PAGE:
In synchronous massaging pattern, the sender and the receiver are aware of each other, the communication is strict between the two parties, and the sender and receiver must be present as the messages are being processed immediately.
In an asynchronous massaging pattern, on the other hand, the sender does not aware of the receiver’s condition and even how many receivers there are, it is only guaranteed that the message will be processed at some point in the future. This part of the system’s architecture is derived from the communication pattern, and as mentioned before, asynchronous communication will be usually supported by a Message Broker.
Asynchronous messaging offers advantages such as:
- It ensures message persistence and history. The message flow is regulated using message brokers. It saves the messages for participants to retrieve them.
- Asynchronous messaging is global and not limited to time zones.
- Flexibility to respond to messages at convenience. Consumers engage with the message and respond when available.
- It’s built for resilience and scalability. All the components (producers, consumers, broker) are separated, and you can scale each of them when independently.
- Decouples your application in mini services to improve performance and throughput.
- Offline support as messages are stored in a queue and persisted until the recipient becomes available.
On the other hand of the spectrum, asynchronous messaging introduces disadvantages such as:
- You need additional components like message brokers to create a complete async pattern. In addition, you must have the expertise needed to use message brokers.
- Messages are stored in a queue. This introduces potential points of failure, such as ensuring messages were delivered to intended receivers, message duplication, and failed message deliveries.
- To implement an asynchronous messaging design, you need timeouts, message loss, retries, and failed processing attempts concepts that increase development complexity.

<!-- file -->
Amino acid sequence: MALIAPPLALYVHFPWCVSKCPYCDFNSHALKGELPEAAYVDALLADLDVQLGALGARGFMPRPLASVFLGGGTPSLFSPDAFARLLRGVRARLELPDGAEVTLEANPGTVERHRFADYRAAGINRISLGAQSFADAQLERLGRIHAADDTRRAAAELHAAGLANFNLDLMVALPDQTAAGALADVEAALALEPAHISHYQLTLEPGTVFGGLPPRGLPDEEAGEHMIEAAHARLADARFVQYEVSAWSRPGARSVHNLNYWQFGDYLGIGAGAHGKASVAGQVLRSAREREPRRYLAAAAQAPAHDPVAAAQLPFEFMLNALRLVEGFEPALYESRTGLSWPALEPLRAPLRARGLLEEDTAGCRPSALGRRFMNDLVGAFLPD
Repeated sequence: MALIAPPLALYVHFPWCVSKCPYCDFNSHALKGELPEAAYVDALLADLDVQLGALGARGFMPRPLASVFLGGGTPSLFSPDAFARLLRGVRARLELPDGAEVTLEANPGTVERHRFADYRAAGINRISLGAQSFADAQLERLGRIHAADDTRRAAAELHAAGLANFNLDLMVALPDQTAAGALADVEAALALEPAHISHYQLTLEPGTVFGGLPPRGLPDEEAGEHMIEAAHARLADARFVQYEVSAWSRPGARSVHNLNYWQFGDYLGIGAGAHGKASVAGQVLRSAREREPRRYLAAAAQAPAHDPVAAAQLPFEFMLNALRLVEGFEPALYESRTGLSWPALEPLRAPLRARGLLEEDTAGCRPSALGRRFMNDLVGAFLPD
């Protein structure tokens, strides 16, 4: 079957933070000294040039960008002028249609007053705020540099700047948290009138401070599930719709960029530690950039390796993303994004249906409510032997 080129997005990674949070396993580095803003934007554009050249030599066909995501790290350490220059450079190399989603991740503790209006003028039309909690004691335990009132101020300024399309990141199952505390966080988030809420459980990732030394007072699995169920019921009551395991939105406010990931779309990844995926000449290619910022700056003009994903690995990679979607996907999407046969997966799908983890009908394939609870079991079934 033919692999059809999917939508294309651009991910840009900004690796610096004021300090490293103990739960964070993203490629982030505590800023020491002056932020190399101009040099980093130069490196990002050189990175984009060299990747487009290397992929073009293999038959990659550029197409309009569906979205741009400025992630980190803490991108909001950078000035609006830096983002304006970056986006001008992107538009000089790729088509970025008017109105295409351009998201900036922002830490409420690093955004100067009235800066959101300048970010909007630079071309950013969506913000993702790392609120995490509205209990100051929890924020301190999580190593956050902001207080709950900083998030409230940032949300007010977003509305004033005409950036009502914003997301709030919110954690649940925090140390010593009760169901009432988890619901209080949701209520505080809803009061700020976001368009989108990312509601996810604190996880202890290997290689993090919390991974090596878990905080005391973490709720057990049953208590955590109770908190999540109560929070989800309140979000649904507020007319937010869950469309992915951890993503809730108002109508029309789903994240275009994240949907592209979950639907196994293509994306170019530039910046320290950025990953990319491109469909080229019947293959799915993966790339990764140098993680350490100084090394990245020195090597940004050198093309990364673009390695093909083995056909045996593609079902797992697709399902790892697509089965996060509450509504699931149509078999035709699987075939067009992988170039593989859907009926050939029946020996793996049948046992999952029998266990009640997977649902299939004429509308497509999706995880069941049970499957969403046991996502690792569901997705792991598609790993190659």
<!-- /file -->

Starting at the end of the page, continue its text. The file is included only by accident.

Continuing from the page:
From the advantages and disadvantages we can learn when it is recommended to use each pattern:
- Complexity and Coupling: Asynchronous communication can introduce more complexity, as you need to handle out-of-order responses or deal with potential message queues. Synchronous communication is simpler to implement and understand. Asynchronous communication is more suitable when you want to decouple components and allow them to work independently.
- Response Time: If you need immediate responses or real-time interactions, synchronous communication is more appropriate. Asynchronous communication is better when you can tolerate some delay or when responses are not time-sensitive.
- Resource Utilization: Synchronous communication may be more resource-intensive since it requires both sender and receiver to be active simultaneously. Asynchronous communication allows for better resource utilization as the sender can continue its work while waiting for a response.
- Error Handling: In synchronous communication, errors are typically handled immediately since the sender is blocked until a response is received. In asynchronous communication, errors may be handled asynchronously, and retries or error-handling mechanisms might be necessary.
Asynchronous messaging best practices
There are best practices to take under consideration when implementing asynchronous messaging pattern:
- Before implementing your asynchronous messaging application, ensure a reliable message broker meets your specific requirements, such as message persistence, high availability, and fault tolerance.
- Creating content handles message failures. Your state should be able to carry out retries for any messages that have a failed delivery.
- Consider batching and bulk processing for related messages while mindful of latency trade-offs and throughput.
- Create idempotent producers. Here you need to handle deduplication mechanisms, add unique message identifiers, and use idempotent delivery protocols to create an At-Least-Once delivery pattern.
- Ensure message ordering and delivery semantics for your messages. Message payloads should have timestampping to track messages’ orders.